Richard Allen's words on Welding

This article is built from a series of articles which Richard Allen This email address is being protected from spambots. You need JavaScript enabled to view it. posted to the ATIS Stationary Engine Mailing List both in answer to peoples questions and by way of extra information he wanted to pass on to the rest of the list members. I decided to join his words in an article on welding because I found his words interesting and informative.

Disclaimer: While Richard is an experienced welder, the responsibility for following any of the adivce is yours.…

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Ted Lee's Windmill


Wind is free but you don't get nuttin for nuttin Windmills are delightful things, they screech and rattle, day and night, day in day out, so long as there is wind. The little outback town of Springsure used to have a windmill in every house yard, you can imagine the tune on a windy night. Windmills are used for a variety of things, the best known in Australia is for pumping water, but some charge batteries.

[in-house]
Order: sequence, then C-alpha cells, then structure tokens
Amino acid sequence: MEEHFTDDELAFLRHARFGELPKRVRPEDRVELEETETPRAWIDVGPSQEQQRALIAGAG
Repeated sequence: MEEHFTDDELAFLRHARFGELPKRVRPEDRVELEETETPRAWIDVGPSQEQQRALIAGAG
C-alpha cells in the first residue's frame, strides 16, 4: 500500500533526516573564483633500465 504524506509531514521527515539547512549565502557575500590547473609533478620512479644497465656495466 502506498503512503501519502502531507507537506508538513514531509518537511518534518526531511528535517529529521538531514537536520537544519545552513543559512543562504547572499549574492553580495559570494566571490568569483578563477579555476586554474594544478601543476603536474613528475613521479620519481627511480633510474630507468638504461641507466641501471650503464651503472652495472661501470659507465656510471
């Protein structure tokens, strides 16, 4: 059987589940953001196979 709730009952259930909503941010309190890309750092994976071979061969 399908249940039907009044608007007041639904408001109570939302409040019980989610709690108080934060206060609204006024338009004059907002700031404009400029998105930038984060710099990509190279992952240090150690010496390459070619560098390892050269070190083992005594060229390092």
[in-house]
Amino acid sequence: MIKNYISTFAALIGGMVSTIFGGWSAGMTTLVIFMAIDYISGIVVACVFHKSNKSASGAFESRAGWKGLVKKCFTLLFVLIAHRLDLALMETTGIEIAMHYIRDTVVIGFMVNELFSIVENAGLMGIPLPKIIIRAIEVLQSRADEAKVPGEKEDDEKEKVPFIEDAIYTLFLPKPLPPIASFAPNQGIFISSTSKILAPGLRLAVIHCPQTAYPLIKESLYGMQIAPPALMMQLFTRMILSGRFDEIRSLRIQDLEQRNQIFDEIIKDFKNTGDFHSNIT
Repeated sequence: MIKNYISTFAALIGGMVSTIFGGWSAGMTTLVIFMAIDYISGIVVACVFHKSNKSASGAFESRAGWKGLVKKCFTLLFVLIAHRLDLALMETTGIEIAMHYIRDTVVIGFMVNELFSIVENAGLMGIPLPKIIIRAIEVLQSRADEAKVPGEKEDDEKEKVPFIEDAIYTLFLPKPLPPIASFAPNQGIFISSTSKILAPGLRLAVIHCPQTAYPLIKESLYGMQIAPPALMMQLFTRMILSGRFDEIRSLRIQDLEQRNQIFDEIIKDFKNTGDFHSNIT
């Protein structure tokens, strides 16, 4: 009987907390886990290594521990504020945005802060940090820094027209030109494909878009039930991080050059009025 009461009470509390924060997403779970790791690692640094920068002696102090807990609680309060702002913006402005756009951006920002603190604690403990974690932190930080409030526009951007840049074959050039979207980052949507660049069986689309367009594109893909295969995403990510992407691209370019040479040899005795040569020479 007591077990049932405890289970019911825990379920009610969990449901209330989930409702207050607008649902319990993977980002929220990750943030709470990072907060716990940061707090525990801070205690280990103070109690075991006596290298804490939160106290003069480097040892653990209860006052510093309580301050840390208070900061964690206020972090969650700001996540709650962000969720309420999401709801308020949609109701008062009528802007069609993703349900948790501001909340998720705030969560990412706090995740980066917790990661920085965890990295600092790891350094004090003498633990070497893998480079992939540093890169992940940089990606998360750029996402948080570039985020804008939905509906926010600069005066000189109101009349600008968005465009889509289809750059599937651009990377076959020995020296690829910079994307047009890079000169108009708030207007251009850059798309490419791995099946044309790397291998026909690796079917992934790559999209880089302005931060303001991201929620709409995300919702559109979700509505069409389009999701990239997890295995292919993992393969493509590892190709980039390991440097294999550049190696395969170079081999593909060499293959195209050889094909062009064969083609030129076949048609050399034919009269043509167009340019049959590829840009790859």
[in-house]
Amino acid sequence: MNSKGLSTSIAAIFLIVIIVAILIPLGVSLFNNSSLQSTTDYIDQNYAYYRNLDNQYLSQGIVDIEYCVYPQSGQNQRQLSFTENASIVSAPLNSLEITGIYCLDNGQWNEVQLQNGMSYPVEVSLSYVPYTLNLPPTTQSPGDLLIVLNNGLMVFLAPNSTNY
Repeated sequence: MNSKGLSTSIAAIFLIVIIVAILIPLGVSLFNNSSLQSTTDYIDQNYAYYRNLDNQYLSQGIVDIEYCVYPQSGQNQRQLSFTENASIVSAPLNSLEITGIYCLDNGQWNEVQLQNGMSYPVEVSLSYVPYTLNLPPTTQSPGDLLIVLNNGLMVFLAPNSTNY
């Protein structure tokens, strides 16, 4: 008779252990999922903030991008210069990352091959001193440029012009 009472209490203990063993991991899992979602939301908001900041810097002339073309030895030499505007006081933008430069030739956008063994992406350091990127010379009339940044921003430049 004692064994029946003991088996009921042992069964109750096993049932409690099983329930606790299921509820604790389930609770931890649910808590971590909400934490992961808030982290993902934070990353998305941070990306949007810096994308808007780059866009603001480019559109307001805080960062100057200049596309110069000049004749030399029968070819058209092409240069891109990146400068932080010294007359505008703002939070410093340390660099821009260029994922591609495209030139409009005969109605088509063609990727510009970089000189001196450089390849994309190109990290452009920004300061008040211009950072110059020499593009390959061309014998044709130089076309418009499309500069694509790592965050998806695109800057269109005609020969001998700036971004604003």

There are a huge range of sizes with wheels from 8 to 30 feet (2.4 to 9.14 meters) in diameter. Standing as tall as 59 feet or 18 meters, capable of pumping up to 10,450 gallons that's 47,440 liters per day from bores as deep as 600 feet or 183 meters. Just stop right there ! Lets think about that a minute. A bore 600 feet deep with a 4.5 inch pipe down it with a 6 inch pump on the end would be lifting 1.2 gallons of water each stroke. If there was 500 feet between the top of the water in the bore and the top of the tank there would be 344.5 gallons of water in the pipe alone weighing 1.53 Imperial tons, (not counting the weight of the pump rods) this is all hanging on the mill the moment the up stroke begins. ( the power of the wind)…

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